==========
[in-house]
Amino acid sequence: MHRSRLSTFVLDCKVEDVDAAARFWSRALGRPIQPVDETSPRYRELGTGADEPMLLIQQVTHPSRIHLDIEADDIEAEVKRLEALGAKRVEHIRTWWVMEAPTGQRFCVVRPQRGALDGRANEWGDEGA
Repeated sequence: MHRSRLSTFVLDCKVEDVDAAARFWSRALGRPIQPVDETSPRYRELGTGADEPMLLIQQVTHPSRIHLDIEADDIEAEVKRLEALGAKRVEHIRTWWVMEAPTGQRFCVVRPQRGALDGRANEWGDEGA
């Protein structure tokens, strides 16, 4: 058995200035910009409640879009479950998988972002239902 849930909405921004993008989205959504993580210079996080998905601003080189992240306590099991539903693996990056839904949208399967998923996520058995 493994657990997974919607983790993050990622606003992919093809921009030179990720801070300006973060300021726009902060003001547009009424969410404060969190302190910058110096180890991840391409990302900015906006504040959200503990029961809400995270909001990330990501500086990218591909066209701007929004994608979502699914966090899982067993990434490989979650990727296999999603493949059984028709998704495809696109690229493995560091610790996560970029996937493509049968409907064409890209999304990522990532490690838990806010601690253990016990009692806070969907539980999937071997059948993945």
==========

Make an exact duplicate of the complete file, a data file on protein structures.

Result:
[in-house]
Amino acid sequence: MHRSRLSTFVLDCKVEDVDAAARFWSRALGRPIQPVDETSPRYRELGTGADEPMLLIQQVTHPSRIHLDIEADDIEAEVKRLEALGAKRVEHIRTWWVMEAPTGQRFCVVRPQRGALDGRANEWGDEGA
Repeated sequence: MHRSRLSTFVLDCKVEDVDAAARFWSRALGRPIQPVDETSPRYRELGTGADEPMLLIQQVTHPSRIHLDIEADDIEAEVKRLEALGAKRVEHIRTWWVMEAPTGQRFCVVRPQRGALDGRANEWGDEGA
């Protein structure tokens, strides 16, 4: 058995200035910009409640879009479950998988972002239902 849930909405921004993008989205959504993580210079996080998905601003080189992240306590099991539903693996990056839904949208399967998923996520058995 493994657990997974919607983790993050990622606003992919093809921009030179990720801070300006973060300021726009902060003001547009009424969410404060969190302190910058110096180890991840391409990302900015906006504040959200503990029961809400995270909001990330990501500086990218591909066209701007929004994608979502699914966090899982067993990434490989979650990727296999999603493949059984028709998704495809696109690229493995560091610790996560970029996937493509049968409907064409890209999304990522990532490690838990806010601690253990016990009692806070969907539980999937071997059948993945």